Watch the Walk

Employers spend a lot of money screening potential job applicants to see if they are ambitious and have a sense of purpose, but these qualities are difficult to quantify.  If the employer does not personally know the applicant there is a lot of room for error.  As a parent you want your children to choose friends who are forward-looking and have a bright future.  You don’t want them hanging around with kids who are going nowhere.  Adults also need to be careful in choosing friends.  Having positive, encouraging friends can make a big difference in life.  It doesn’t make a lot of sense to spend your time with people who “drag you down.”

How to we determine which people are the “good” ones and which are the “bad” ones?  I’ve found that there is an unbelievably simple way to distinguish forward-looking people with a bright future from those who are just “getting by” in life.  I call it the “walking” test.

I was in Chicago the other day and was waiting for a bus.  It was an opportune time to do some “people-watching.”  On one side of the street there was a young man, about twenty years old.  He was walking briskly in a straight line, clearly going from A to B.  You could tell by the way he walked that he knew exactly where he was going.  On the other side of the street were a couple of other guys, about the same age.  They were meandering slowly, from side to side, sloppily making their way down the street.  Watching them I got the impression that they didn’t know where the heck they were heading and were in no hurry to get there.  The “walk” told it all.  One guy had a mission; he was walking with purpose.  He was the kind of guy that I would like to hire or have as my friend.  The other two had no such direction or purpose; they were people who should be avoided.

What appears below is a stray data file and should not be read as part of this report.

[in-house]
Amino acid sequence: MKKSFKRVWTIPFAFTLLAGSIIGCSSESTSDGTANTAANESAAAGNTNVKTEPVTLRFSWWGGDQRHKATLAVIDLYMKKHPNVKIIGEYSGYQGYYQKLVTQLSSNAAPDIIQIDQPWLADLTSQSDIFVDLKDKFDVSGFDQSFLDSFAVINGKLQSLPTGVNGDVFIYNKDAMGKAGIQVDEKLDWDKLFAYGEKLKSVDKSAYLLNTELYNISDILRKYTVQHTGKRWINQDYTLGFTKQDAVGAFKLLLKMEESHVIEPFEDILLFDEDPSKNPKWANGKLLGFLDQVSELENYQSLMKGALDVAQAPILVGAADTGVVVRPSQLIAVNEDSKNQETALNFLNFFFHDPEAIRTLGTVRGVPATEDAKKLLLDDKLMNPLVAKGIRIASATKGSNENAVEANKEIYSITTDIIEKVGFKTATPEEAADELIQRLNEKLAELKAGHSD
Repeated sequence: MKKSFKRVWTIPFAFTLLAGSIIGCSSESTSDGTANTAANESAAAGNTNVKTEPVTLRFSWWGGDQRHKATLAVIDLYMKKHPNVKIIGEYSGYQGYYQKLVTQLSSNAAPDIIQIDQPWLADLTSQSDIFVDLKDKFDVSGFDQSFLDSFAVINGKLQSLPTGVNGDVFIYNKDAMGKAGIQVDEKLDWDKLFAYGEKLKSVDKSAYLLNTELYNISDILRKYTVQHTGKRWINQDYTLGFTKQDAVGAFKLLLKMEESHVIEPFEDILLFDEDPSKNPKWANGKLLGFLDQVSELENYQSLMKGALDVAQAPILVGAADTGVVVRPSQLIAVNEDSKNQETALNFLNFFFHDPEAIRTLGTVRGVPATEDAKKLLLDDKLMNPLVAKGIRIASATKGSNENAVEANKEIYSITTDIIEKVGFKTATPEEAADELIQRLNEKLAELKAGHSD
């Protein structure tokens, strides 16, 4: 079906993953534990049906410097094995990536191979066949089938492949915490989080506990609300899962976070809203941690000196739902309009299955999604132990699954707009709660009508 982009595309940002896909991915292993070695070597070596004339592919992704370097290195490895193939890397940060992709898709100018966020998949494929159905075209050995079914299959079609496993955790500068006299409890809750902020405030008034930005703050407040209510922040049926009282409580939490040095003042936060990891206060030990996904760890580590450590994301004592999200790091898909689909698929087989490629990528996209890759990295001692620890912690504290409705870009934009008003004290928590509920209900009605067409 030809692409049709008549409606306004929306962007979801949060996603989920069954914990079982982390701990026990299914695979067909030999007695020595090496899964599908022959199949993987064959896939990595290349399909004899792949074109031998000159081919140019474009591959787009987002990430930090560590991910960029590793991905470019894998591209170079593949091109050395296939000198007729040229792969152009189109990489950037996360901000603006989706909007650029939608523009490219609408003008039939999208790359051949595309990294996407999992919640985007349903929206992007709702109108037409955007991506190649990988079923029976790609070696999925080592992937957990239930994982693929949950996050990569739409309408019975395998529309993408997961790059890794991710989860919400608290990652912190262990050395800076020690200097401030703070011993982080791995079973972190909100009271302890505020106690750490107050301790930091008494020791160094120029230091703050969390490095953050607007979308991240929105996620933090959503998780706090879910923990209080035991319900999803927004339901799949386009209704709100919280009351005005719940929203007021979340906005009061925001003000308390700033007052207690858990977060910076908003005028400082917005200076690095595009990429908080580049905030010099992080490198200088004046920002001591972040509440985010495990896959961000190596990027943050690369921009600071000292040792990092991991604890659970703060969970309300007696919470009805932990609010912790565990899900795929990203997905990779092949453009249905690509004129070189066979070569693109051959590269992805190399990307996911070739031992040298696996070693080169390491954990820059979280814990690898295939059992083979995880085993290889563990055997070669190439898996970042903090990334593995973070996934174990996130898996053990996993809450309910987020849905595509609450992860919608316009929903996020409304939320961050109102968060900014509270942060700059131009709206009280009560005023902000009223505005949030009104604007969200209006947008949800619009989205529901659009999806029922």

Age must be considered, as most seventy-year old persons aren’t going to walk as fast as a twenty-year old.  However, the speed of the walk is not so important as the “straight line” direction of the walk.  The straight-line direction, coupled with a steady pace, indicates purposefulness.  Posture is also part of the equation and often indicates a person’s mental state.  Unless it is the result of a physical impairment, slumping is a sign of a defeated (perhaps depressed) person.  It is as if life has beaten them down.  They are having a hard time “standing up”, both physically and mentally.

In my hometown of Winona, Minnesota my wife and I went to a fast-food restaurant yesterday.  It is an establishment where you place your order at the desk and they bring the food to your table.  The young guy who brought the food was walking so slow that I thought the wind was blowing him around!  Furthermore, his face had a solemn, expressionless look.  We got our meal, but this is a kid that didn’t want to be at work and everyone at the restaurant knew it.  I wanted to take him aside and say, “Hey, man.  I know you’re not particularly excited about this job, but make the best of it.  You’re going to be judged all of your days by the attitude you bring to your job, your friends, and your life.  You’re starting out on the wrong track.”

If you really care about your spouse, your children, your parents, or your grandchildren, watch their “walk”.  It is an extremely simple, but important tool.

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